DIY can be a lot more than just picking up a hammer though, and our love of DIY also extends to our financials. The search for additional income in an inflationary environment has seen an increase in traders keen to take the reins and invest for themselves. Over the past decade there has been a steady increase in the share of retail investors, with equity trades by a retail investor nearly doubling in volume from a decade ago.iii Equally, when it comes to getting ready for retirement the number of people setting up self-managed super funds (SMSFs) continues to rise, increasing by around 9 per cent over the past 5 years.iv

Reasons to be careful

There is a lot more to lose if there is a problem with your financial situation than a tap that’s leaking though, so it’s important to think about what is at stake when you manage any aspect of your own financials.

The bottom line is you want to be getting the best outcomes and that does not always happen if you are taking a DIY approach. For example, when it comes to investing, a number of academic studies have shown that DIY investors tend to underperform the market and that underperformance ranges between 1% to 10% per year.v

Getting an expert involved

The trick with any form of DIY is to do your research, understand the task and what’s involved, and acknowledge when you might benefit from a helping hand. There are times when it’s OK to have a go yourself and times when it makes more sense to get advice and support. You can still learn and gain skills that you can apply to future situations but it can make sense to maximise your efforts, while leveraging the skills of the experts.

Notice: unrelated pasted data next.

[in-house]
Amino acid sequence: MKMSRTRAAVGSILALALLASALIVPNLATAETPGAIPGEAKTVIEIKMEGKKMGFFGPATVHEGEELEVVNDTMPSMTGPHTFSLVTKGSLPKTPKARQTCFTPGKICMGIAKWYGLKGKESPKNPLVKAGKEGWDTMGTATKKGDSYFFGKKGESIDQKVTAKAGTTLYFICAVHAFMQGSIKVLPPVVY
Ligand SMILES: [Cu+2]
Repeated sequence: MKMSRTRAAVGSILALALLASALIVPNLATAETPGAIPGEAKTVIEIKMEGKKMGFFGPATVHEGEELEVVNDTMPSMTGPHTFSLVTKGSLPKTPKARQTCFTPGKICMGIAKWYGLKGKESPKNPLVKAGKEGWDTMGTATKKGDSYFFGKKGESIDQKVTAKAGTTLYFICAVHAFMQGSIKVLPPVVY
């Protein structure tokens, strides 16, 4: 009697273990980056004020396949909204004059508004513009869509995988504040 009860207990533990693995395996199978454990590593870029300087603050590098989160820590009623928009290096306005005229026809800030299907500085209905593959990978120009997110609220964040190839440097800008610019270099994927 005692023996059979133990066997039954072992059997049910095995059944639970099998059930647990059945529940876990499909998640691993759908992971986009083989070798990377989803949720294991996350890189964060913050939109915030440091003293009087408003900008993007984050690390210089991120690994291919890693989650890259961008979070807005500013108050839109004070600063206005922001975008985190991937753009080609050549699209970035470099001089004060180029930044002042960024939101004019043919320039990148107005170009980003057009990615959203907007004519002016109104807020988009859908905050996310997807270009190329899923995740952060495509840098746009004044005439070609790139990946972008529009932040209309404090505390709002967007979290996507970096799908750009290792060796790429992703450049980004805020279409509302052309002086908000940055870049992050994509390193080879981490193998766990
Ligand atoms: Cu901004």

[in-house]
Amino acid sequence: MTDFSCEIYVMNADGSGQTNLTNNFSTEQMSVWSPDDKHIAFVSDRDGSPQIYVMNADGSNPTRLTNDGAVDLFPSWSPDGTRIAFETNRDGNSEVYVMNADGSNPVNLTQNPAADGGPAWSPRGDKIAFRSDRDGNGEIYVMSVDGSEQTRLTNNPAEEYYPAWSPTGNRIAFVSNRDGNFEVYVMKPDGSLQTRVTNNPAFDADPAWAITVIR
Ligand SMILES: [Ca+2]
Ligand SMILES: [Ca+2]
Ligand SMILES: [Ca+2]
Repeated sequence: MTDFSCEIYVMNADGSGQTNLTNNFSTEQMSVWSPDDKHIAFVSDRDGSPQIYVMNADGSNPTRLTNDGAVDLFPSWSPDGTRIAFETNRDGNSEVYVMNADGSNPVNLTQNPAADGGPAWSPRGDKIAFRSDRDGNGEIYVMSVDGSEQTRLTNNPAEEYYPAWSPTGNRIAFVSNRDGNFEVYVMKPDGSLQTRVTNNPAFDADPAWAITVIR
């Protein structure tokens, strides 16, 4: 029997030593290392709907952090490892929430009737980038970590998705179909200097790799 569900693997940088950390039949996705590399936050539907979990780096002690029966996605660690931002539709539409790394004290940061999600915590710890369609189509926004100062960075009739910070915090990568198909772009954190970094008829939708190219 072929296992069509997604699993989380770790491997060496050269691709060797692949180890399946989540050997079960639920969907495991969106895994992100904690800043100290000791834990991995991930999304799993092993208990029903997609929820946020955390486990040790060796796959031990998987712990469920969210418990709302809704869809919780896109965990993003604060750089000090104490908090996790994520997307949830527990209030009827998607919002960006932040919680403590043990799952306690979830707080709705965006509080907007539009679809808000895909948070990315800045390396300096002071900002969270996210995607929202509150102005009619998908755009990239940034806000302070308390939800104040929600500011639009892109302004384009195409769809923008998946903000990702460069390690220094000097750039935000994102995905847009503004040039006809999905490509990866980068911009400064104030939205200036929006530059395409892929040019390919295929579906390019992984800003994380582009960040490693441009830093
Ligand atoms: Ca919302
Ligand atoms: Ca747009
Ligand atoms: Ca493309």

When it comes to your financial life, whether it’s investing and growing your wealth, protecting your wealth, retirement planning or estate planning, there is a lot to know and consider, and consulting with an expert can really add value and help you avoid potential pitfalls.

Getting help does not mean being passive and not engaged, however. The best outcomes are achieved when we actively work together in partnership to achieve your desired outcomes.

There is a world of difference between totally going it alone and maybe floundering a little, and getting advice and guidance to reach the best outcome. So, if you want something done right, sometimes it is best to call in the experts! We are here to help.